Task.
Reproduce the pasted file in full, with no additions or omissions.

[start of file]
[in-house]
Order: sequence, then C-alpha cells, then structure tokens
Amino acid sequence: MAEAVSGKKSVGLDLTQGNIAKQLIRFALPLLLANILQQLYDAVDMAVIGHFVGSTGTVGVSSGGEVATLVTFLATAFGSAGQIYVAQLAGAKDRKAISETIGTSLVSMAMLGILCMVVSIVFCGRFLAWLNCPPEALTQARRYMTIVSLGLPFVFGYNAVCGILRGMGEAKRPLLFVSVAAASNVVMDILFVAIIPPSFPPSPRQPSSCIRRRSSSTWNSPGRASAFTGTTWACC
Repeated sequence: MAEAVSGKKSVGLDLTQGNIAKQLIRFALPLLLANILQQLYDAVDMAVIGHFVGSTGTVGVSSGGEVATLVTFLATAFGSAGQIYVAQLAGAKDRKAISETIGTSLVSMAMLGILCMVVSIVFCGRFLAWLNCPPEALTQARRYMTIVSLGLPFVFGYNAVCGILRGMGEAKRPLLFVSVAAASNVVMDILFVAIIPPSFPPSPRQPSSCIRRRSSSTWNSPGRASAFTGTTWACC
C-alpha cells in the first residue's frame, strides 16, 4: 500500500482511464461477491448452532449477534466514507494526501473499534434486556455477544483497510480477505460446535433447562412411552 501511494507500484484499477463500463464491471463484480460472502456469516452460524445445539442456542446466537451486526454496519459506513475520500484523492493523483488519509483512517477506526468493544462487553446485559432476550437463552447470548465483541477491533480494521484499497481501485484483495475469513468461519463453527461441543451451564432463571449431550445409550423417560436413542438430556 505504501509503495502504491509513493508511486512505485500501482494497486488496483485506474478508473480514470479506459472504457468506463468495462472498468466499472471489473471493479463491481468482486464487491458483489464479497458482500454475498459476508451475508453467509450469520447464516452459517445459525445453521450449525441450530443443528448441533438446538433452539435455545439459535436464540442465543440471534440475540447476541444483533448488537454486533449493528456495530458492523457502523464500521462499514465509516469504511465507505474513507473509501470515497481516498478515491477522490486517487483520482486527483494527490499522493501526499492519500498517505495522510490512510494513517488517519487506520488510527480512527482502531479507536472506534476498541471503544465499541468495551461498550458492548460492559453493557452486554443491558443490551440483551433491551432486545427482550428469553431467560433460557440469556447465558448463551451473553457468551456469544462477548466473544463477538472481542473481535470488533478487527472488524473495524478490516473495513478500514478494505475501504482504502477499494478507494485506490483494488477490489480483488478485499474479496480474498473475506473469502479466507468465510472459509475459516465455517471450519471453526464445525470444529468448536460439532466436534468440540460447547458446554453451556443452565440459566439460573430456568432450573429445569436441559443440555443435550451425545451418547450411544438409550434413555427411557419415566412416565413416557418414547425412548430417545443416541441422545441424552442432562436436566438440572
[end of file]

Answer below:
[in-house]
Order: sequence, then C-alpha cells, then structure tokens
Amino acid sequence: MAEAVSGKKSVGLDLTQGNIAKQLIRFALPLLLANILQQLYDAVDMAVIGHFVGSTGTVGVSSGGEVATLVTFLATAFGSAGQIYVAQLAGAKDRKAISETIGTSLVSMAMLGILCMVVSIVFCGRFLAWLNCPPEALTQARRYMTIVSLGLPFVFGYNAVCGILRGMGEAKRPLLFVSVAAASNVVMDILFVAIIPPSFPPSPRQPSSCIRRRSSSTWNSPGRASAFTGTTWACC
Repeated sequence: MAEAVSGKKSVGLDLTQGNIAKQLIRFALPLLLANILQQLYDAVDMAVIGHFVGSTGTVGVSSGGEVATLVTFLATAFGSAGQIYVAQLAGAKDRKAISETIGTSLVSMAMLGILCMVVSIVFCGRFLAWLNCPPEALTQARRYMTIVSLGLPFVFGYNAVCGILRGMGEAKRPLLFVSVAAASNVVMDILFVAIIPPSFPPSPRQPSSCIRRRSSSTWNSPGRASAFTGTTWACC
C-alpha cells in the first residue's frame, strides 16, 4: 500500500482511464461477491448452532449477534466514507494526501473499534434486556455477544483497510480477505460446535433447562412411552 501511494507500484484499477463500463464491471463484480460472502456469516452460524445445539442456542446466537451486526454496519459506513475520500484523492493523483488519509483512517477506526468493544462487553446485559432476550437463552447470548465483541477491533480494521484499497481501485484483495475469513468461519463453527461441543451451564432463571449431550445409550423417560436413542438430556 505504501509503495502504491509513493508511486512505485500501482494497486488496483485506474478508473480514470479506459472504457468506463468495462472498468466499472471489473471493479463491481468482486464487491458483489464479497458482500454475498459476508451475508453467509450469520447464516452459517445459525445453521450449525441450530443443528448441533438446538433452539435455545439459535436464540442465543440471534440475540447476541444483533448488537454486533449493528456495530458492523457502523464500521462499514465509516469504511465507505474513507473509501470515497481516498478515491477522490486517487483520482486527483494527490499522493501526499492519500498517505495522510490512510494513517488517519487506520488510527480512527482502531479507536472506534476498541471503544465499541468495551461498550458492548460492559453493557452486554443491558443490551440483551433491551432486545427482550428469553431467560433460557440469556447465558448463551451473553457468551456469544462477548466473544463477538472481542473481535470488533478487527472488524473495524478490516473495513478500514478494505475501504482504502477499494478507494485506490483494488477490489480483488478485499474479496480474498473475506473469502479466507468465510472459509475459516465455517471450519471453526464445525470444529468448536460439532466436534468440540460447547458446554453451556443452565440459566439460573430456568432450573429445569436441559443440555443435550451425545451418547450411544438409550434413555427411557419415566412416565413416557418414547425412548430417545443416541441422545441424552442432562436436566438440572